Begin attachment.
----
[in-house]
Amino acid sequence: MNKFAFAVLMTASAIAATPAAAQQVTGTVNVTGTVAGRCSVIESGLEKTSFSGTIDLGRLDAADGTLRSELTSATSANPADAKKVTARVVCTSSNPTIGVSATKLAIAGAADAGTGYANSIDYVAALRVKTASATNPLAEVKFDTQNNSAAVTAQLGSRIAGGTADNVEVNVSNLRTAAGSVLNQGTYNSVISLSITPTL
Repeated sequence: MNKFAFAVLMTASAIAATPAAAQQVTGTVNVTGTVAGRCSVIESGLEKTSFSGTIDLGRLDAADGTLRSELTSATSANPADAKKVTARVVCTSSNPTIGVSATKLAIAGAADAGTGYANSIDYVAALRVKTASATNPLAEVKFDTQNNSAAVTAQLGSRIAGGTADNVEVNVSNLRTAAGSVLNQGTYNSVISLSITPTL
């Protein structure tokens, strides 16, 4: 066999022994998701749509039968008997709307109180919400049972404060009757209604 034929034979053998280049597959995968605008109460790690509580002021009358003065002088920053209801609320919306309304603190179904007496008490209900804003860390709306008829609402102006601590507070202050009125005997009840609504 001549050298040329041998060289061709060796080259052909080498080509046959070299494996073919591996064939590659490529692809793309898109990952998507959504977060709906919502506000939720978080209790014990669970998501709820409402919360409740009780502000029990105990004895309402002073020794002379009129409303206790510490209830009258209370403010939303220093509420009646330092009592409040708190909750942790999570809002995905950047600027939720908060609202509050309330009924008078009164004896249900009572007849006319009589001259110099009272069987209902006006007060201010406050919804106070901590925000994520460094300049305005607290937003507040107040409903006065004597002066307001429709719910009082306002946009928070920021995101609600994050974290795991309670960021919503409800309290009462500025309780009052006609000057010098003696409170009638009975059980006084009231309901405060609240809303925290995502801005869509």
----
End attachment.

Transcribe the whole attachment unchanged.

[in-house]
Amino acid sequence: MNKFAFAVLMTASAIAATPAAAQQVTGTVNVTGTVAGRCSVIESGLEKTSFSGTIDLGRLDAADGTLRSELTSATSANPADAKKVTARVVCTSSNPTIGVSATKLAIAGAADAGTGYANSIDYVAALRVKTASATNPLAEVKFDTQNNSAAVTAQLGSRIAGGTADNVEVNVSNLRTAAGSVLNQGTYNSVISLSITPTL
Repeated sequence: MNKFAFAVLMTASAIAATPAAAQQVTGTVNVTGTVAGRCSVIESGLEKTSFSGTIDLGRLDAADGTLRSELTSATSANPADAKKVTARVVCTSSNPTIGVSATKLAIAGAADAGTGYANSIDYVAALRVKTASATNPLAEVKFDTQNNSAAVTAQLGSRIAGGTADNVEVNVSNLRTAAGSVLNQGTYNSVISLSITPTL
């Protein structure tokens, strides 16, 4: 066999022994998701749509039968008997709307109180919400049972404060009757209604 034929034979053998280049597959995968605008109460790690509580002021009358003065002088920053209801609320919306309304603190179904007496008490209900804003860390709306008829609402102006601590507070202050009125005997009840609504 001549050298040329041998060289061709060796080259052909080498080509046959070299494996073919591996064939590659490529692809793309898109990952998507959504977060709906919502506000939720978080209790014990669970998501709820409402919360409740009780502000029990105990004895309402002073020794002379009129409303206790510490209830009258209370403010939303220093509420009646330092009592409040708190909750942790999570809002995905950047600027939720908060609202509050309330009924008078009164004896249900009572007849006319009589001259110099009272069987209902006006007060201010406050919804106070901590925000994520460094300049305005607290937003507040107040409903006065004597002066307001429709719910009082306002946009928070920021995101609600994050974290795991309670960021919503409800309290009462500025309780009052006609000057010098003696409170009638009975059980006084009231309901405060609240809303925290995502801005869509």